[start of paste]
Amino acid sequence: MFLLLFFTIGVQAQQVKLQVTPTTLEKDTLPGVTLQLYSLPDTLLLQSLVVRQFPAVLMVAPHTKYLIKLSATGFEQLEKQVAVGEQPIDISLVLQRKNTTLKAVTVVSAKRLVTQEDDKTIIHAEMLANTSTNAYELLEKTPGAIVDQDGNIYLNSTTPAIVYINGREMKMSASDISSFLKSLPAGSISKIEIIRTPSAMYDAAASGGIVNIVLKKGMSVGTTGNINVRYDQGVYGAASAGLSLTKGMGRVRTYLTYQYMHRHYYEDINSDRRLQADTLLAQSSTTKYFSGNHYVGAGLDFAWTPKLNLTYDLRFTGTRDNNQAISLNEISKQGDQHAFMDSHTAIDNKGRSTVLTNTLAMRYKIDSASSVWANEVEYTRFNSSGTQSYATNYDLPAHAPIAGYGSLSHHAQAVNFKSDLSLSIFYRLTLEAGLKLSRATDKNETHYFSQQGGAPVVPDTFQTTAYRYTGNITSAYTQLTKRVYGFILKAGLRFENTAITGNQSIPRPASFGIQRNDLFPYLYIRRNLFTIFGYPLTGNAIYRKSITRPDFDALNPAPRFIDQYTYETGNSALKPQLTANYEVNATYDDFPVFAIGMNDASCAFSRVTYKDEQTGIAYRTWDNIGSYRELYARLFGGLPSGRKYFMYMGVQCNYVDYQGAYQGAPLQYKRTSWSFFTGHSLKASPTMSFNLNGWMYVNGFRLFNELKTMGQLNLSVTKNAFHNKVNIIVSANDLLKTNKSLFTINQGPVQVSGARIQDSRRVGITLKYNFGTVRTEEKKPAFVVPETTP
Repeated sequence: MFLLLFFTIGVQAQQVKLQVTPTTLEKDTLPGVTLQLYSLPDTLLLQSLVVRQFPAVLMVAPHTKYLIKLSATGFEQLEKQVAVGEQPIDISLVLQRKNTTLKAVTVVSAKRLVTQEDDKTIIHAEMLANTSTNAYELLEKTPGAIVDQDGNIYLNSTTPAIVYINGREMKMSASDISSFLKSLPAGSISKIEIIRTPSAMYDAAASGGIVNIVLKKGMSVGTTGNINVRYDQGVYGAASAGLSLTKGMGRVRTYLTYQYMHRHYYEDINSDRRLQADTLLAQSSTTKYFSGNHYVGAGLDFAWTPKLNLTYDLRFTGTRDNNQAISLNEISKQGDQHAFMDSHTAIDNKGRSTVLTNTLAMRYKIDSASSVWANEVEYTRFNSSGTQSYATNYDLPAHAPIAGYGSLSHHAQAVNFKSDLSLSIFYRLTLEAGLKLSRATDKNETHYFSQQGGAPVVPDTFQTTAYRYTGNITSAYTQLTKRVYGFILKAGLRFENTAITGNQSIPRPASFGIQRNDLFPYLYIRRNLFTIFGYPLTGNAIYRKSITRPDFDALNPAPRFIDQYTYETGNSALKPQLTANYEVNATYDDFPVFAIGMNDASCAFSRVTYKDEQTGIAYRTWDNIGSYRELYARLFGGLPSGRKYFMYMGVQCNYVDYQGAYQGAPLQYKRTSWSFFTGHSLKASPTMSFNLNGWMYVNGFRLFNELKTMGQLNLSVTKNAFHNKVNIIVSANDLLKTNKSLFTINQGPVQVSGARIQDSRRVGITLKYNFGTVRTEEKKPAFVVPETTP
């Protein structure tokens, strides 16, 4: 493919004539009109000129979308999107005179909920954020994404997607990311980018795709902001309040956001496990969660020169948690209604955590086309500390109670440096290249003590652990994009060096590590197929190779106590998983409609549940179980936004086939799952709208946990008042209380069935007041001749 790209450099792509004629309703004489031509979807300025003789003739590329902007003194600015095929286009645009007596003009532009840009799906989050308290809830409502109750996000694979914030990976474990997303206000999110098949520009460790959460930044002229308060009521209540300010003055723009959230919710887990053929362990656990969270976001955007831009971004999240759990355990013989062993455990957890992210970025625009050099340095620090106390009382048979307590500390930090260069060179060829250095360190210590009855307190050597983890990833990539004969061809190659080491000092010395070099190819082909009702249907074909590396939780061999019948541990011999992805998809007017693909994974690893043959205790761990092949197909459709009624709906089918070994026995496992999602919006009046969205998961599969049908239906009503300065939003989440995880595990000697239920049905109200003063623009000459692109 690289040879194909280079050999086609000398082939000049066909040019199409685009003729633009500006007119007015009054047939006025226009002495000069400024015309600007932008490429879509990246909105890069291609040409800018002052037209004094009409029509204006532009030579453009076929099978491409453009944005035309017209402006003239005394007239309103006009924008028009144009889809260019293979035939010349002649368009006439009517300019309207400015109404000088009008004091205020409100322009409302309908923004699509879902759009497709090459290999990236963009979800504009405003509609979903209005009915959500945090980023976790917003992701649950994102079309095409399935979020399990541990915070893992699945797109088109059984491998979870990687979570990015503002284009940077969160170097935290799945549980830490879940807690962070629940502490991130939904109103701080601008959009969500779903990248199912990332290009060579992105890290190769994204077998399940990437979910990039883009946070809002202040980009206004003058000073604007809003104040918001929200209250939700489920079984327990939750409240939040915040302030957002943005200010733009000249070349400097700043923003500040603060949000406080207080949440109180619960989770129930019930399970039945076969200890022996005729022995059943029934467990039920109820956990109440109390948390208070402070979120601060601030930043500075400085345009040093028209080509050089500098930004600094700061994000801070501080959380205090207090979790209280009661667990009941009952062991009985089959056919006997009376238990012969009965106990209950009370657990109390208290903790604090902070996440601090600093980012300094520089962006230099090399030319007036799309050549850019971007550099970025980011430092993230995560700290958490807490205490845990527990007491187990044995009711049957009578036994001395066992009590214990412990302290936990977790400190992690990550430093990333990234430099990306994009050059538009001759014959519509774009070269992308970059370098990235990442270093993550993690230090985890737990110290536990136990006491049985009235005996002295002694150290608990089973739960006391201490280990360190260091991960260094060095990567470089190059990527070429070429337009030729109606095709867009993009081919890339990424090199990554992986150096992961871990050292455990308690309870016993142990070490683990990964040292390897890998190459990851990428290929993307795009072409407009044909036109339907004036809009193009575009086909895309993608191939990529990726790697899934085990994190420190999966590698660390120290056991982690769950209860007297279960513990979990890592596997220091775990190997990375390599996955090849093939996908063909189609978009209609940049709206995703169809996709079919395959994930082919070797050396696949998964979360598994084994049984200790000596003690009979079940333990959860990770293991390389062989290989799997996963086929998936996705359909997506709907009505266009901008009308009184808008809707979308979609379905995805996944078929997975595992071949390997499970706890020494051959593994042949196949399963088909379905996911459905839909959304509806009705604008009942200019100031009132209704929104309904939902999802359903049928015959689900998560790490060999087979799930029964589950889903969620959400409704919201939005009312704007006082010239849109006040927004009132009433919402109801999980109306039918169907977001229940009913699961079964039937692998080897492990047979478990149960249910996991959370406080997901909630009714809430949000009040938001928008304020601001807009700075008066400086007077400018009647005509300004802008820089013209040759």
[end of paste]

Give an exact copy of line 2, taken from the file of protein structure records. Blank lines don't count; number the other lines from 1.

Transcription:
Repeated sequence: MFLLLFFTIGVQAQQVKLQVTPTTLEKDTLPGVTLQLYSLPDTLLLQSLVVRQFPAVLMVAPHTKYLIKLSATGFEQLEKQVAVGEQPIDISLVLQRKNTTLKAVTVVSAKRLVTQEDDKTIIHAEMLANTSTNAYELLEKTPGAIVDQDGNIYLNSTTPAIVYINGREMKMSASDISSFLKSLPAGSISKIEIIRTPSAMYDAAASGGIVNIVLKKGMSVGTTGNINVRYDQGVYGAASAGLSLTKGMGRVRTYLTYQYMHRHYYEDINSDRRLQADTLLAQSSTTKYFSGNHYVGAGLDFAWTPKLNLTYDLRFTGTRDNNQAISLNEISKQGDQHAFMDSHTAIDNKGRSTVLTNTLAMRYKIDSASSVWANEVEYTRFNSSGTQSYATNYDLPAHAPIAGYGSLSHHAQAVNFKSDLSLSIFYRLTLEAGLKLSRATDKNETHYFSQQGGAPVVPDTFQTTAYRYTGNITSAYTQLTKRVYGFILKAGLRFENTAITGNQSIPRPASFGIQRNDLFPYLYIRRNLFTIFGYPLTGNAIYRKSITRPDFDALNPAPRFIDQYTYETGNSALKPQLTANYEVNATYDDFPVFAIGMNDASCAFSRVTYKDEQTGIAYRTWDNIGSYRELYARLFGGLPSGRKYFMYMGVQCNYVDYQGAYQGAPLQYKRTSWSFFTGHSLKASPTMSFNLNGWMYVNGFRLFNELKTMGQLNLSVTKNAFHNKVNIIVSANDLLKTNKSLFTINQGPVQVSGARIQDSRRVGITLKYNFGTVRTEEKKPAFVVPETTP